|3 out of 5 stars|
This book made me miss my mother. I wish I could phone her. I wish I could get her to read this book and tell me what she thinks of it. I just wish I could hear her voice once more—something that I haven’t heard for eighteen years.
Now let me be clear—my mother was nothing like Elaine Lui’s mother, the Squawking Chicken. She had a happy childhood, a good marriage, and I think the normal desire to see her children do well. The Sqawking Chicken had a brutal childhood (her parents contemplated letting her die because she, as the oldest child, knew details about their lives that they would rather cover up), a husband who lost her for ten years when he refused to stand up to his family for her, and a child who she pushed hard to be successful. A tiger mother before such things were spoken of, a mother like that would have been a disaster for a quiet, introverted little girl such as me. Lui, however, seems to have survived and thrived.
Not that my mother was a quiet, submissive woman—far from it. She was a writer and I remember falling asleep in the evening to the sound of the typewriter as she worked on the latest project. She was a farm wife and she ran the household and garden, preserved the produce, managed the budget, did the taxes, and let us all know what we could and could not afford. When harvest time came, she added livestock care to her daily duties, while Dad swathed, combined and moved grain until after dark when the dampness of the evening would decrease the quality of the grain. It was expected that I would go out to the farm each fall to help her dig potatoes, carrots, and turnips. She used to tell me that Dad was too impatient—he ended up chopping into potatoes, which would then rot during storage. “You’re patient enough, you dig carefully, you wipe off the dirt, and you leave them out to dry properly. I’d much rather work with you.” She did me the favour of asking me each year, but I never turned her down. The only time I did turn her down was the spring that she decided that she was going to get chickens. “This fall, you and I can process chickens too,” she told me. Now, I know that I cannot wield the axe that kills the chickens, the smell of wet feathers during plucking makes me nauseous, and that I cannot cut up a chicken from the store, let alone cut into a recently deceased chicken and remove its internal organs. I had to regretfully tell me mother that if she bought chickens, she would be on her own when it came time to deal with them. And although she was capable of doing immense amounts of work without complaint, I noticed that she didn’t buy chickens that spring.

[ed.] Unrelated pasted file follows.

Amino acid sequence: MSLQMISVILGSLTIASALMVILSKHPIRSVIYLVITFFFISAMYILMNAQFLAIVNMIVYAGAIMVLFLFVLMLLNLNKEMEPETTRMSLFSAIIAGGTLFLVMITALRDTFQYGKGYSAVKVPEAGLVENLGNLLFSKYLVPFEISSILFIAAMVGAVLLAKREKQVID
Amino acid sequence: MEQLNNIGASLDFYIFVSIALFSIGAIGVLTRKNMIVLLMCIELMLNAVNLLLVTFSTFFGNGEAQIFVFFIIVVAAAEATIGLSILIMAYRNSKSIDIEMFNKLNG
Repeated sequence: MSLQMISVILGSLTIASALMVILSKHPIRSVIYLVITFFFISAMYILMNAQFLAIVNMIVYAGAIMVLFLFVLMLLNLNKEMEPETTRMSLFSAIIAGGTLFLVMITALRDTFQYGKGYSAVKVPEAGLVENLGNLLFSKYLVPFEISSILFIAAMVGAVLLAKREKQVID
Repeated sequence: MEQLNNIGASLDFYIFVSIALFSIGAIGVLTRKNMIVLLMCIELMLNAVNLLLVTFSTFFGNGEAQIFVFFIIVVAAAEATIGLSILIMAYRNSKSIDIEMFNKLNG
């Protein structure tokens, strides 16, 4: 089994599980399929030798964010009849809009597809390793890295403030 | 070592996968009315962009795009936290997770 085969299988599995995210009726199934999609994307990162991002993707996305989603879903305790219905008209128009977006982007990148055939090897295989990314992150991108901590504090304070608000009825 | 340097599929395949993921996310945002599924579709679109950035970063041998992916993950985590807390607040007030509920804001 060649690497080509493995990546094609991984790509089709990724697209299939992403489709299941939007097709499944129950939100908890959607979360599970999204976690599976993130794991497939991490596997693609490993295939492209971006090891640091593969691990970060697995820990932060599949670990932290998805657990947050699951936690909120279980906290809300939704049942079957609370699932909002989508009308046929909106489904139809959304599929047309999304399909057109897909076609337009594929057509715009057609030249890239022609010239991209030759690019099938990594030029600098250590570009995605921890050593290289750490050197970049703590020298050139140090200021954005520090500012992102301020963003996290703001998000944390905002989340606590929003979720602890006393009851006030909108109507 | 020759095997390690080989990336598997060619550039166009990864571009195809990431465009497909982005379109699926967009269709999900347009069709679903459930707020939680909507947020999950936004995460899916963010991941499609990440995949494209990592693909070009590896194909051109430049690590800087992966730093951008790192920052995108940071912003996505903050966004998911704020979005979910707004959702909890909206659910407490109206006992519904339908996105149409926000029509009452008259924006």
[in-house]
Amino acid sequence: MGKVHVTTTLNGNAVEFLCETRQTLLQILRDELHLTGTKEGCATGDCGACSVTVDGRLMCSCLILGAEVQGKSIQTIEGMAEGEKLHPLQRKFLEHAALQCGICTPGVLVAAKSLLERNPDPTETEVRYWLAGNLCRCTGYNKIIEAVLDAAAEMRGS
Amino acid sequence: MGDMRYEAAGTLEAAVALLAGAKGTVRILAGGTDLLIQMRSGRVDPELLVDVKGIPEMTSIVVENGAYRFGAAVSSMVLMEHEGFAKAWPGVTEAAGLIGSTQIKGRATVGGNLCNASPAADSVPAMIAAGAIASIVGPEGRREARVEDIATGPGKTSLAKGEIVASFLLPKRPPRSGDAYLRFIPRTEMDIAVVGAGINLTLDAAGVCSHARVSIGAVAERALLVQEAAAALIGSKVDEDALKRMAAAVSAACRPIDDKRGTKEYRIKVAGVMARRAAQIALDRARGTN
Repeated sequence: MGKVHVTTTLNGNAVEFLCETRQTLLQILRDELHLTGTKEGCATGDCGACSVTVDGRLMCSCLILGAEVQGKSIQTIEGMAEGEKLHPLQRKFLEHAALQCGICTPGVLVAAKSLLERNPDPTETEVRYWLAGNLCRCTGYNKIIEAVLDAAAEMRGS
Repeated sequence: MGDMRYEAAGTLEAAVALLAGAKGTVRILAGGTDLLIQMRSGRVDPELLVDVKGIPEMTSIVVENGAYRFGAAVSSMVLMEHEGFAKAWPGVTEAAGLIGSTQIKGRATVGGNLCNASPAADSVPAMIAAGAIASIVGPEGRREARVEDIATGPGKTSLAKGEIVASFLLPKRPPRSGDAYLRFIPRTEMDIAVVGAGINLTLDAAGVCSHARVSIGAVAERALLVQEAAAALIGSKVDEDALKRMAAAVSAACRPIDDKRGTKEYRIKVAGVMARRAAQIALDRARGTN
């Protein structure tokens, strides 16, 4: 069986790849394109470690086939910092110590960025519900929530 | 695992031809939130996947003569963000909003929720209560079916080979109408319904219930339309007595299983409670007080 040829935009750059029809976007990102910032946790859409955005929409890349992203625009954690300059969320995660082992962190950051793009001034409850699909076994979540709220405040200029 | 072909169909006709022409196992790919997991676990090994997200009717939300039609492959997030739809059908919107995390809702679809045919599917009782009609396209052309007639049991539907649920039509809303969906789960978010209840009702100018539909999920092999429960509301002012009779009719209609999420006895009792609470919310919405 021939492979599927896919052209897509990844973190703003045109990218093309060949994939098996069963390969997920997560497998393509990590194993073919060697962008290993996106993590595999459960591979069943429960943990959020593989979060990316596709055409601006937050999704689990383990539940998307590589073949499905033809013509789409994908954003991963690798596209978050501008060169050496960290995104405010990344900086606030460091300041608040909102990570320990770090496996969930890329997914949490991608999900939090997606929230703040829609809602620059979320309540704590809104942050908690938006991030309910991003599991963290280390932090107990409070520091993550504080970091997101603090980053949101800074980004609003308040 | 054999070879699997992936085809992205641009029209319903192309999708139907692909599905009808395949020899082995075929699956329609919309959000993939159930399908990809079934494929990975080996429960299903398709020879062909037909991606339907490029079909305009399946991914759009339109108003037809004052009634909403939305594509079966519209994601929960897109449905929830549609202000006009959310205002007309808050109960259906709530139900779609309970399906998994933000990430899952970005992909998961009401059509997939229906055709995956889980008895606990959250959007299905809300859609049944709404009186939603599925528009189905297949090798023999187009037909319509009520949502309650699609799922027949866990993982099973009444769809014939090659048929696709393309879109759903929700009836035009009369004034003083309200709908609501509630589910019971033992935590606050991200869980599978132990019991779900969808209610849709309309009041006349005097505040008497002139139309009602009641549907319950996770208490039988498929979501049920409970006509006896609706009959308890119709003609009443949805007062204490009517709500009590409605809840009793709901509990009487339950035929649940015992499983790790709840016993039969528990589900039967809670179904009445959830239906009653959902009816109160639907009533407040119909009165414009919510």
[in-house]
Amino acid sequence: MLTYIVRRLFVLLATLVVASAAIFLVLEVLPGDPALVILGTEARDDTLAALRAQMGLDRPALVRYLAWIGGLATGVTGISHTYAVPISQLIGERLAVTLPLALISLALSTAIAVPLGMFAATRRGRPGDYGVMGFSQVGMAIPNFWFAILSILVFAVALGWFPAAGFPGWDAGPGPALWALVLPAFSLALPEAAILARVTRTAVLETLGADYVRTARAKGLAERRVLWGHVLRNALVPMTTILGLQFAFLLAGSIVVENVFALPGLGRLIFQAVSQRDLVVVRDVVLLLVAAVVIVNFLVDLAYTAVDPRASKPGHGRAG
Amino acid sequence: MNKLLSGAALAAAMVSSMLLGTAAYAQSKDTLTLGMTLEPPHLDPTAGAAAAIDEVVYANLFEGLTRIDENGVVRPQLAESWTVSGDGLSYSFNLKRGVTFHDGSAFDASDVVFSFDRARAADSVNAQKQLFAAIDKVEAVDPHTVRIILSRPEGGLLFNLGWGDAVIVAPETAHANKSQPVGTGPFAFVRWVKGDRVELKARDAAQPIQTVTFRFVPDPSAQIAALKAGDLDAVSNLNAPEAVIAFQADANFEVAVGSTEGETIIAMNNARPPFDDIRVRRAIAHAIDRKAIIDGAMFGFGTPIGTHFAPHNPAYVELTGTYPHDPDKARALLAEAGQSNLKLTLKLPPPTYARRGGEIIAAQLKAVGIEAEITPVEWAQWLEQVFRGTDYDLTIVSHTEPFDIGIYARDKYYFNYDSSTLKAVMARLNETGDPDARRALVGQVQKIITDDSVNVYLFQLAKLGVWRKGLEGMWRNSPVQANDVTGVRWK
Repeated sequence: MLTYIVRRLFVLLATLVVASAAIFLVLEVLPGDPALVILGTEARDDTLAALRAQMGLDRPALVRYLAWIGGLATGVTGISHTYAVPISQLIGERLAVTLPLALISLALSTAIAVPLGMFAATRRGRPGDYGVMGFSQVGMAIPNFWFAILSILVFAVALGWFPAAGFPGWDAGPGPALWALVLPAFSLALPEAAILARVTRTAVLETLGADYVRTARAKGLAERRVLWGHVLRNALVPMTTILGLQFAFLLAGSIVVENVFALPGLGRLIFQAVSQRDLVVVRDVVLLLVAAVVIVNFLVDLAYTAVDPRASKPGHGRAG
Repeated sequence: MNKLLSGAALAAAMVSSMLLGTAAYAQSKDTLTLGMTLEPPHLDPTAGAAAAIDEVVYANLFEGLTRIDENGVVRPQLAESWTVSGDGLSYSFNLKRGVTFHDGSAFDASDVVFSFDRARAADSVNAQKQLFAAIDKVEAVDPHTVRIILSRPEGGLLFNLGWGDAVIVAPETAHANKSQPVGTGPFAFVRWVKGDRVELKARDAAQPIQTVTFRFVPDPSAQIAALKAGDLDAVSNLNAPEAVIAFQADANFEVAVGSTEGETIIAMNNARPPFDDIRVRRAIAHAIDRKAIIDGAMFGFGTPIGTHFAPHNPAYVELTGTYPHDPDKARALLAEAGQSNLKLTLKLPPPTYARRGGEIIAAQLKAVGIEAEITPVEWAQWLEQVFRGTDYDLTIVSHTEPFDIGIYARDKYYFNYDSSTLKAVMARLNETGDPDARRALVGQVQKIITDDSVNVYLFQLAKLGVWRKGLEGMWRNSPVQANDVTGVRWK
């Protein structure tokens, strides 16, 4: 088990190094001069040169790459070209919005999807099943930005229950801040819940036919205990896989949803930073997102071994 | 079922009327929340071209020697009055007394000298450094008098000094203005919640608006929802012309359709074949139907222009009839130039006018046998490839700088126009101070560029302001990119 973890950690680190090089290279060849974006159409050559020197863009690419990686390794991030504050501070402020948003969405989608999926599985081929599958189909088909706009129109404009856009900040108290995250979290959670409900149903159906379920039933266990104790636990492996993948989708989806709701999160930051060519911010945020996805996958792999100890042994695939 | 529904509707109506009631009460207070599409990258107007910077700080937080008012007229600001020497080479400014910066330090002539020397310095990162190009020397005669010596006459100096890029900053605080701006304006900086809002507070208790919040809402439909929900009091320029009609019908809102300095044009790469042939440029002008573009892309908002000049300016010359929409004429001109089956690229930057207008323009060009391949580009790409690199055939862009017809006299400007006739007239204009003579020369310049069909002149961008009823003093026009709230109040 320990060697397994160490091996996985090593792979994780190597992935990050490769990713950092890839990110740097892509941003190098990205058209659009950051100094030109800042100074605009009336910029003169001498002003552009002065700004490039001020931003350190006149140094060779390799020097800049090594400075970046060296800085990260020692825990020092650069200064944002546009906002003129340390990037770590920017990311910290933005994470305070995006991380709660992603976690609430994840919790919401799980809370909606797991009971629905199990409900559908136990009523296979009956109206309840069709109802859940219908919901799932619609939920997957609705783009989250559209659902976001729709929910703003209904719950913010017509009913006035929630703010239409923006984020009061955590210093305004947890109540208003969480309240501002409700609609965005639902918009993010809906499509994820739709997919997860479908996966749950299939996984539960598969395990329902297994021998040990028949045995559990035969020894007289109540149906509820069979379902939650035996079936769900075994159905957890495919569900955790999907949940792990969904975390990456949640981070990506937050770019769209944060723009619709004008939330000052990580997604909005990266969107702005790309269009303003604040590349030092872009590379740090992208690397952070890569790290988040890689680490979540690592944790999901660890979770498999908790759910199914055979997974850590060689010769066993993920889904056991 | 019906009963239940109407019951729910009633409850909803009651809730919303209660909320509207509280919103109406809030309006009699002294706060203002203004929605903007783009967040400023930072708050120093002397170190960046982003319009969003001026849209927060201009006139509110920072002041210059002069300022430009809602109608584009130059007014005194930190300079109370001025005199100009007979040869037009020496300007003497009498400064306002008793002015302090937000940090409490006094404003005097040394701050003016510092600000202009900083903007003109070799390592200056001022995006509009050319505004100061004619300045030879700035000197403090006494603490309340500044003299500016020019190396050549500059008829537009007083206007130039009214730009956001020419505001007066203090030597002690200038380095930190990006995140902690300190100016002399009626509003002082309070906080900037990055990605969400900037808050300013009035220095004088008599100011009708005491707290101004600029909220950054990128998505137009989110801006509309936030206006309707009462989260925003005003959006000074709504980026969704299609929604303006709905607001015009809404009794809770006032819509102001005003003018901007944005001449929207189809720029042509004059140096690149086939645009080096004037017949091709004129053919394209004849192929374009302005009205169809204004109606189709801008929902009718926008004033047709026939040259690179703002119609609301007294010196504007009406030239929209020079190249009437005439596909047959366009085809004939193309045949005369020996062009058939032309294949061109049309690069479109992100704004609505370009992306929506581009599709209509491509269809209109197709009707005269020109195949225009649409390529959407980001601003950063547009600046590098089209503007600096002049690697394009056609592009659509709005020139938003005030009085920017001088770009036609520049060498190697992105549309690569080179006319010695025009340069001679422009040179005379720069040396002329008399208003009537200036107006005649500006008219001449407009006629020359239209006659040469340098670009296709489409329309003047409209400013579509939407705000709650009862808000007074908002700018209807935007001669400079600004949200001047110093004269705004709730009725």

But what I enjoyed most was how much my mother enjoyed reading and discussing what she read. When she finished a book, it was often handed over to me. “Read it and tell me what you think,” she’d say. I remember her reading aloud vast portions of A Prayer for Owen Meany, and the two of us laughing hysterically at the ridiculous voice that she had chosen to use for Owen’s dialog. I remember passionate debates about which Canadian Margaret was the best writer—Margaret Laurence was her choice, Margaret Atwood was mine. I would drive home on a Friday evening and she would have a pot of coffee waiting—we would drink the coffee, talk about what we had been reading, watch the news, and go to bed. I never remember the caffeine keeping me awake. Like The End of Your Life Book Club, we talked about so many important personal matters by talking about books.
I’m glad for Ms. Lui’s sake that she still has her mother. But, not for the first time, I wish I could discuss books with my mother just one more time.
I’m sorry, this review tells you almost nothing about the book and probably way too much about me.